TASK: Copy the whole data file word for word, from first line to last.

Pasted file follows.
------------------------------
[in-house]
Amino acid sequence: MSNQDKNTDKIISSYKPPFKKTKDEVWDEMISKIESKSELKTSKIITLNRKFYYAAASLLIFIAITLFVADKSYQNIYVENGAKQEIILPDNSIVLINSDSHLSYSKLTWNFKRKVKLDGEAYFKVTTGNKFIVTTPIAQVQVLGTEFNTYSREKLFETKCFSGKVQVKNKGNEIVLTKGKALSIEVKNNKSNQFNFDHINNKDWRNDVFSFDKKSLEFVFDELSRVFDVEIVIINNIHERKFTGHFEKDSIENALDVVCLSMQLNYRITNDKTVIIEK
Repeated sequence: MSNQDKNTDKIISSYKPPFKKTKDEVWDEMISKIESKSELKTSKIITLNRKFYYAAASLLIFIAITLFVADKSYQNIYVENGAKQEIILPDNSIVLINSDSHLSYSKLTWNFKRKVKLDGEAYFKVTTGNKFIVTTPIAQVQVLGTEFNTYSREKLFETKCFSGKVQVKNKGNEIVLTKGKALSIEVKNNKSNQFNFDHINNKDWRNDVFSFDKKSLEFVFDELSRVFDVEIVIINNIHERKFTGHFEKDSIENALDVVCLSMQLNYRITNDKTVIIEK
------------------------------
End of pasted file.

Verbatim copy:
[in-house]
Amino acid sequence: MSNQDKNTDKIISSYKPPFKKTKDEVWDEMISKIESKSELKTSKIITLNRKFYYAAASLLIFIAITLFVADKSYQNIYVENGAKQEIILPDNSIVLINSDSHLSYSKLTWNFKRKVKLDGEAYFKVTTGNKFIVTTPIAQVQVLGTEFNTYSREKLFETKCFSGKVQVKNKGNEIVLTKGKALSIEVKNNKSNQFNFDHINNKDWRNDVFSFDKKSLEFVFDELSRVFDVEIVIINNIHERKFTGHFEKDSIENALDVVCLSMQLNYRITNDKTVIIEK
Repeated sequence: MSNQDKNTDKIISSYKPPFKKTKDEVWDEMISKIESKSELKTSKIITLNRKFYYAAASLLIFIAITLFVADKSYQNIYVENGAKQEIILPDNSIVLINSDSHLSYSKLTWNFKRKVKLDGEAYFKVTTGNKFIVTTPIAQVQVLGTEFNTYSREKLFETKCFSGKVQVKNKGNEIVLTKGKALSIEVKNNKSNQFNFDHINNKDWRNDVFSFDKKSLEFVFDELSRVFDVEIVIINNIHERKFTGHFEKDSIENALDVVCLSMQLNYRITNDKTVIIEK